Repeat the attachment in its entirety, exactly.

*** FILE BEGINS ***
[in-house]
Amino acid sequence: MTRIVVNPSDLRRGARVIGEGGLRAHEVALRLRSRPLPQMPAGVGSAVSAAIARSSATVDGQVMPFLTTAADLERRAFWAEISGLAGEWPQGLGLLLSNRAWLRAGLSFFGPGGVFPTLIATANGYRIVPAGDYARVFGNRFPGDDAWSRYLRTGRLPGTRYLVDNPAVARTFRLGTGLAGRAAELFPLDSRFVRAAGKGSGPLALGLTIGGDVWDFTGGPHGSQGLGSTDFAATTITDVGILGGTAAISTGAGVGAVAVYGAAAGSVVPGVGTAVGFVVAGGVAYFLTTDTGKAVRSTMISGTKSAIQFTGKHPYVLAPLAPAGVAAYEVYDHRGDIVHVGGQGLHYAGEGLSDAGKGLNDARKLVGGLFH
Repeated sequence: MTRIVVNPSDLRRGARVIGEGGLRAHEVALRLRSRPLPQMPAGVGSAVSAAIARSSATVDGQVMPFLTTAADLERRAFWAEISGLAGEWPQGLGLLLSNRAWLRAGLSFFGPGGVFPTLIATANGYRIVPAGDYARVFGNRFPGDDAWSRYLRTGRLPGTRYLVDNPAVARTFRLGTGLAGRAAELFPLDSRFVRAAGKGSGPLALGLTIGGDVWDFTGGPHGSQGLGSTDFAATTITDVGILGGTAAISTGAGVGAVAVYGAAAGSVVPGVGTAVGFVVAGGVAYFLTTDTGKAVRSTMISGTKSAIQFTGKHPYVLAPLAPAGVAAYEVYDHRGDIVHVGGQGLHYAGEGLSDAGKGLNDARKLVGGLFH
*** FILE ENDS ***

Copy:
[in-house]
Amino acid sequence: MTRIVVNPSDLRRGARVIGEGGLRAHEVALRLRSRPLPQMPAGVGSAVSAAIARSSATVDGQVMPFLTTAADLERRAFWAEISGLAGEWPQGLGLLLSNRAWLRAGLSFFGPGGVFPTLIATANGYRIVPAGDYARVFGNRFPGDDAWSRYLRTGRLPGTRYLVDNPAVARTFRLGTGLAGRAAELFPLDSRFVRAAGKGSGPLALGLTIGGDVWDFTGGPHGSQGLGSTDFAATTITDVGILGGTAAISTGAGVGAVAVYGAAAGSVVPGVGTAVGFVVAGGVAYFLTTDTGKAVRSTMISGTKSAIQFTGKHPYVLAPLAPAGVAAYEVYDHRGDIVHVGGQGLHYAGEGLSDAGKGLNDARKLVGGLFH
Repeated sequence: MTRIVVNPSDLRRGARVIGEGGLRAHEVALRLRSRPLPQMPAGVGSAVSAAIARSSATVDGQVMPFLTTAADLERRAFWAEISGLAGEWPQGLGLLLSNRAWLRAGLSFFGPGGVFPTLIATANGYRIVPAGDYARVFGNRFPGDDAWSRYLRTGRLPGTRYLVDNPAVARTFRLGTGLAGRAAELFPLDSRFVRAAGKGSGPLALGLTIGGDVWDFTGGPHGSQGLGSTDFAATTITDVGILGGTAAISTGAGVGAVAVYGAAAGSVVPGVGTAVGFVVAGGVAYFLTTDTGKAVRSTMISGTKSAIQFTGKHPYVLAPLAPAGVAAYEVYDHRGDIVHVGGQGLHYAGEGLSDAGKGLNDARKLVGGLFH